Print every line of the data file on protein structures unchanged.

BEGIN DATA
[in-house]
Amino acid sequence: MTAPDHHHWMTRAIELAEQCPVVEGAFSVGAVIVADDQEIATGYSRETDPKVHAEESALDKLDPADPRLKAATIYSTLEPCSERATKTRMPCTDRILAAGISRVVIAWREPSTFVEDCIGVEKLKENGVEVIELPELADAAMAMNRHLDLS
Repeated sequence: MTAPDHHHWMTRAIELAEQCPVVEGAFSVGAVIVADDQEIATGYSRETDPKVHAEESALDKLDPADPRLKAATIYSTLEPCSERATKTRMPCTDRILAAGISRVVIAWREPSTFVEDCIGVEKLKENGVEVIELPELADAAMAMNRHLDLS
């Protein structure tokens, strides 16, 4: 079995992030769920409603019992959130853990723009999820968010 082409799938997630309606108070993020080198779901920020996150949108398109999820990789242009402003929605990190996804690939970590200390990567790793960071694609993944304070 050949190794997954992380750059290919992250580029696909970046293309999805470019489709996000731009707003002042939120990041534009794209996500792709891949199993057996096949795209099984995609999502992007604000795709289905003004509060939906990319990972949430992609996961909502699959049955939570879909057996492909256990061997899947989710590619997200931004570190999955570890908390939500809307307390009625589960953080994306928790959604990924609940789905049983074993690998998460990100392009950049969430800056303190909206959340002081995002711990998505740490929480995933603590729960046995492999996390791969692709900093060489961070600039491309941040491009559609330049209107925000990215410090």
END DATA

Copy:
[in-house]
Amino acid sequence: MTAPDHHHWMTRAIELAEQCPVVEGAFSVGAVIVADDQEIATGYSRETDPKVHAEESALDKLDPADPRLKAATIYSTLEPCSERATKTRMPCTDRILAAGISRVVIAWREPSTFVEDCIGVEKLKENGVEVIELPELADAAMAMNRHLDLS
Repeated sequence: MTAPDHHHWMTRAIELAEQCPVVEGAFSVGAVIVADDQEIATGYSRETDPKVHAEESALDKLDPADPRLKAATIYSTLEPCSERATKTRMPCTDRILAAGISRVVIAWREPSTFVEDCIGVEKLKENGVEVIELPELADAAMAMNRHLDLS
């Protein structure tokens, strides 16, 4: 079995992030769920409603019992959130853990723009999820968010 082409799938997630309606108070993020080198779901920020996150949108398109999820990789242009402003929605990190996804690939970590200390990567790793960071694609993944304070 050949190794997954992380750059290919992250580029696909970046293309999805470019489709996000731009707003002042939120990041534009794209996500792709891949199993057996096949795209099984995609999502992007604000795709289905003004509060939906990319990972949430992609996961909502699959049955939570879909057996492909256990061997899947989710590619997200931004570190999955570890908390939500809307307390009625589960953080994306928790959604990924609940789905049983074993690998998460990100392009950049969430800056303190909206959340002081995002711990998505740490929480995933603590729960046995492999996390791969692709900093060489961070600039491309941040491009559609330049209107925000990215410090």